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Please use this identifier to cite or link to this item: http://hdl.handle.net/123456789/14967
Title: A Preliminary Study of the Fungal Flora of Ethiopian Cereal Grains with Special Emphasis on the Prevalence of Toxicogenic Groups
???metadata.dc.contributor.*???: Dr. Berhanu Abegaz
Abate, Dawit
Issue Date: Jun-1982
Publisher: Addis Ababa University
Abstract: Bacteria, moulds and yeasts on surface of cereal seeds (nteff'f, maize, barley and soeghum) were numerated. Bacteria were in general found in greater numbers than moulds or yeasts per gram of grain. Teff harbours a higher number of bacteria (100,000 to 10,000,000 per gram) than the three cereal grains. Mould and yeast counts were not appreciably different - these fungi were found to occur in the range between 10,000 and 1.000,000 /gm of grain. The mycoflora of the four cereal grains was studied, and in the survey 18 genera of fungi were identified, Aspergillus, Penicillium and Fusarium were fpund to be the most prevalent genera. Teff was found to harbour the least number of fungal genera. Fusarium, Trichodevma, Rhizopus and Mucor were not found from any of the teff samples examined, Chaotomium (35%), PenixiJU.ium (35%), Aspergillus (25%), Alternaria (15%) and Helmin^osporium (15%) were the most common genera in teff. Aspergillus a- an (^ Penicillium species were found in all grain types in a range of 25-60%. Fusarium was found to be most associated with maize (62%) and 53or ghu m (30%) Changes in the fungal flora were found to vary with, storage period. Fusariujn (807o), Alterruria (537o) and Chaetomium (53%) were fche mbst prevalent genera in maize and sorghum stored for less than 2 months > Aspergillus (100%), Penicillium (427o) and Rhizopus (42%) were found to be dominant from long-term (greater than 6 months) stored grains. On the other hand, Alternaria, Chaetomium and Helminthbsj^orium were the genera absent from all long-term stored samples. The range 10-14% was the moisture level of most grain samples examined. In general, teff and barley samples contained less moisture than maize and sorghum. The highest moisture content (16-17%) was determined from sorghum samples. Aspergillus flavus was present in 24% of 110 grain samples examined. It was found to be more prevalent in maize (33%) and sorghum (3370). It was found to be more common in grain samples from Jimma (32%) and Dire D.iwa (30%) areas than from Addis Ababa (15%) or Shashemene (1570) samples. The aflatoxin producing ability of 20 isolates of A. was investigated, sixteen isolates (80%) were capable of producing aflatoxin and it was also ‘o found that all cereal grains provide a suitable substratum for aflatbxin production in vitro. Fusarium roseurn was found to betrmost prevalent in maize (357o), rare in barley (5%) and sorghum (7%) while none was isolated from teff. Out of the five Fusarium roseum isolates examined only one showed toxicity by the rabbit skin toxicity test. From other Fusarium spp. Isolates shbwed toxicity out of the seven tested. Ochratoxin was not detected in any of the Aspergillus and Penicillium isolates examined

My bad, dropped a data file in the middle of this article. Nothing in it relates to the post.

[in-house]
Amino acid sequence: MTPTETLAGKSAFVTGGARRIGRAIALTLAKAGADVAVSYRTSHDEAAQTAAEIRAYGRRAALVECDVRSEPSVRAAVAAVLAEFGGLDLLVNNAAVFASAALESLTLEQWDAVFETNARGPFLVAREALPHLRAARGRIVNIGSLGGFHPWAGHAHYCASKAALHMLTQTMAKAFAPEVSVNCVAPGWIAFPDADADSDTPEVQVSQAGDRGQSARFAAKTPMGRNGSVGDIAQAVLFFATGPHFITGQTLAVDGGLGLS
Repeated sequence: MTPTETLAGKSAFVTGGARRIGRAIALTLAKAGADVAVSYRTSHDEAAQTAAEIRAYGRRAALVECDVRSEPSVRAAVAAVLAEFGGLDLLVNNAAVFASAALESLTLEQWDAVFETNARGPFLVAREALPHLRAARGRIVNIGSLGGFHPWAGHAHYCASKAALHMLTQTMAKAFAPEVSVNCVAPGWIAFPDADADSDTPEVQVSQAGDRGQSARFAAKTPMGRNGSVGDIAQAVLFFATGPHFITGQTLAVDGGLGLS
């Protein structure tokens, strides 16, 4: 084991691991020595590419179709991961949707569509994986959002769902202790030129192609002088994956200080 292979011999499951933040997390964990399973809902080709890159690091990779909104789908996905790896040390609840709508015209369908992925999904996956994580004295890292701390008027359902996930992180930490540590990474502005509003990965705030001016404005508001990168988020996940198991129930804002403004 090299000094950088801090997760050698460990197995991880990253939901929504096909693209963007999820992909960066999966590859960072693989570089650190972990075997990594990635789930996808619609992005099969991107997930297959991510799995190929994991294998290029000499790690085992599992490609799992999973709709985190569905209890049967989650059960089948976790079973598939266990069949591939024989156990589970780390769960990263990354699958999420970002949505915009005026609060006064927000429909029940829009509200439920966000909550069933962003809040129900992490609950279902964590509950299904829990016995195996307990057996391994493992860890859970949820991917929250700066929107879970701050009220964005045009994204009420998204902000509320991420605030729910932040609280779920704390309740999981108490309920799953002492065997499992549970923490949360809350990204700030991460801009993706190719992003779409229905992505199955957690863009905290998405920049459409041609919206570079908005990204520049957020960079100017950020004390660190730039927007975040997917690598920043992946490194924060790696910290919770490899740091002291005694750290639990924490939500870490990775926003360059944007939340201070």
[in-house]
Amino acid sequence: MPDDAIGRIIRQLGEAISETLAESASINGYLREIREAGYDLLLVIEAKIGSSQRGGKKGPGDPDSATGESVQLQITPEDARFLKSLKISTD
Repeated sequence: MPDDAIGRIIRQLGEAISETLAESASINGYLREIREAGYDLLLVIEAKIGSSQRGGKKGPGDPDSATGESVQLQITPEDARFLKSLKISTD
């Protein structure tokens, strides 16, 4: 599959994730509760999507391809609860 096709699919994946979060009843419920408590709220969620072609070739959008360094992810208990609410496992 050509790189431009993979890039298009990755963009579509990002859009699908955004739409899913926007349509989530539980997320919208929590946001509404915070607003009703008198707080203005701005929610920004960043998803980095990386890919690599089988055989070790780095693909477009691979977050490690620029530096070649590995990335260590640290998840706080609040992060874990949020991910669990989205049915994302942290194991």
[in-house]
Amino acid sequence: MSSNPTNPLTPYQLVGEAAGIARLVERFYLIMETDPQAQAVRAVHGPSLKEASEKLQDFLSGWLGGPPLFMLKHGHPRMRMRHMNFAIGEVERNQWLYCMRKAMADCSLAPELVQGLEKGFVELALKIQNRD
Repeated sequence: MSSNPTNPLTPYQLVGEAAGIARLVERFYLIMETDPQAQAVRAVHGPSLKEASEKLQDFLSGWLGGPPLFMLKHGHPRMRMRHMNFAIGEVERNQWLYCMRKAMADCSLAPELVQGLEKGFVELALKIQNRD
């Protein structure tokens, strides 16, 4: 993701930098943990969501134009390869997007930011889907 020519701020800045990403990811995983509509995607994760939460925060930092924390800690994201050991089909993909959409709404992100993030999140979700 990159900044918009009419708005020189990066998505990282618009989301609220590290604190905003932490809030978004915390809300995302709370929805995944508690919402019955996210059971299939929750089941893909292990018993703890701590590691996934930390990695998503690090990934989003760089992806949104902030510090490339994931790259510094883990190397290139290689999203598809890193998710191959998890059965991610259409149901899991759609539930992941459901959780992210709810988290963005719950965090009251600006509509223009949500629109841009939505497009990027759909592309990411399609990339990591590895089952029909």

Description: A Thesis Submitted to the School of Graduate Studies of Addis Ababa University in Partial Fulfillment of the Degree of Master of Science in Biology
URI: http://hdl.handle.net/123456789/14967
Appears in Collections:Thesis - Biology

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